From Dr. Majid Rafizadeh *
Iran appears to be returning to the negotiating table in Vienna this month, but the international community’s patience appears to be waning as the Tehran regime’s nuclear resistance and regional terrorism increase. At the same time, credible allegations that President Ebrahim Raisi was involved in the 1988 massacre of thousands of political prisoners make it difficult for other countries to negotiate and negotiate with Iran.
The regime has to contend with a multitude of crises and challenges. The economy is in ruins, COVID-19 is wreaking havoc, the unemployment rate continues to set new records and the official inflation rate is over 50 percent. State corruption is also at an all-time high, and to make matters worse, the regime is not cutting its astronomical spending on its costly nuclear, ballistic missile and drone projects.
These are essential ingredients for massive social unrest – and the regime knows it. She fears a repeat of the 2019 uprisings that rocked the whole country. The theocracy barely survived after waging an unprecedented rampage that resulted in at least 1,500 demonstrators gunned down in the streets in a matter of days.
The recent farce of the presidential election showed the growing gap between the Iranian people and the regime. Supreme Leader Ali Khamenei installed Raisi as president and appointed an equally cruel chief of justice to suppress all forms of dissent and opposition to his increasingly fragile rule.
For his part, Raisi has formed a cabinet with members of the security apparatus, the Quds force and the Islamic Revolutionary Guard Corps, which is further evidence that the regime fears further uprisings.
But the regime’s crises are so ingrained that the wisdom of such a policy is highly questionable. The sheer force of the socio-economic and political catastrophes created by the theocracy seems capable of bringing about its downfall. Almost every sector of society has a growing list of demands and grievances that the regime cannot address.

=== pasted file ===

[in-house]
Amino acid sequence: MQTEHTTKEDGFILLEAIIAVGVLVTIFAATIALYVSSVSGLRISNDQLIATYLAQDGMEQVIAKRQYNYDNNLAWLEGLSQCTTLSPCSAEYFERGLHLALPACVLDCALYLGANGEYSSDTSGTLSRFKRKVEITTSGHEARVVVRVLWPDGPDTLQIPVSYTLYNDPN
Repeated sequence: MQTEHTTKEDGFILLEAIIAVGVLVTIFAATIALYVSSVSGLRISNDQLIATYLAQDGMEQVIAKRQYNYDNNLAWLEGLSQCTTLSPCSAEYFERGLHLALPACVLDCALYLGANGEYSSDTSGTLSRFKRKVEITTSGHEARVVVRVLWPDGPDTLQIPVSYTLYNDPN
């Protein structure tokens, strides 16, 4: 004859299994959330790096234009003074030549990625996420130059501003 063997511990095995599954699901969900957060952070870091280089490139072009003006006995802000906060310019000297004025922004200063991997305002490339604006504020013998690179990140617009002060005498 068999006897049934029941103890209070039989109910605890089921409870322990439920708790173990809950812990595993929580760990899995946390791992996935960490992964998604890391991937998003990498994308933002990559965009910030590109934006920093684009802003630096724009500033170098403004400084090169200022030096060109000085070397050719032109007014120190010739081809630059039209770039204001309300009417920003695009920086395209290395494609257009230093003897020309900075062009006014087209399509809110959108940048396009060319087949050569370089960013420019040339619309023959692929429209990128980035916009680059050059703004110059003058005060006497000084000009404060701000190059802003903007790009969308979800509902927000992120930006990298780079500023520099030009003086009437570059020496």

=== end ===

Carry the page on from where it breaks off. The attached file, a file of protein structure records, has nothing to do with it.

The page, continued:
In addition, Raisi’s calls for international law enforcement are growing. It is believed that in 1988 Raisi was one of four members of the so-called “Death Commission” that ordered the execution of more than 30,000 political opponents, most of whom were members of the largest opposition group, the National Council, the Resistance of Iran. The top UN official in charge of investigating human rights violations has repeatedly drawn attention to the need for an international investigation into Raisi’s role in the heinous massacre. The 1988 murders have been described by respected human rights experts and lawyers as a crime against humanity and even genocide.
In view of the growing threats to Tehran, the international community cannot remain silent. There are a number of emergency measures that can be taken.
First and foremost, the EU and US should focus on the Iranian President’s human rights abuses, particularly his role in the 1988 massacre and the repression of demonstrators in November 2019.
Second, these international parties must practically pursue the persecution of Raisi. The evidence is there, but the political will is lacking.
This becomes crystal clear to thousands of lawmakers and human rights defenders on both sides of the Atlantic. A free Iran summit was held in Washington last week to discuss Raisi’s involvement in the 1988 massacre and to urge governments to continue his immediate criminal prosecution. NCRI President-elect Maryam Rajavi joined an excellent list of former senior government officials, including former Vice President Mike Pence, when she spoke at the summit.
“The regime change in Iran by the Iranian people and their resistance is inevitable and nothing can prevent it. It is time for the world to recognize this fact too. The Iranian people expect governments, including the US and European governments, to revise their policies towards Iran and take the side of the Iranian people, ”said the dissident leader.
The conference took place after the G20 summit and was attended by around 1,000 members of the Iranian-American community. In his speech, Pence highlighted an important point that may form the basis for the third step the international community can take. “One of the biggest lies the world’s ruling regime has sold is that there is no alternative to the status quo. But there is an alternative; a well organized, well prepared, perfectly qualified and popularly supported alternative, ”Pence said, referring to the NCRI.
This statement has enormous political significance. It is not enough to put pressure on the ruling regime; one also has to be clear about feasible alternatives. Opposition to the theocracy should not be ignored.
In summary, the Iranian people reject the regime en masse. The international community must join this historically significant movement. As the regime’s political and strategic capital continues to exhaust itself, sooner rather than later the world will have to learn to stand by the Iranian people.
- Dr. Majid Rafizadeh is a Harvard-trained Iranian-American political scientist. Twitter: @Dr_Rafizadeh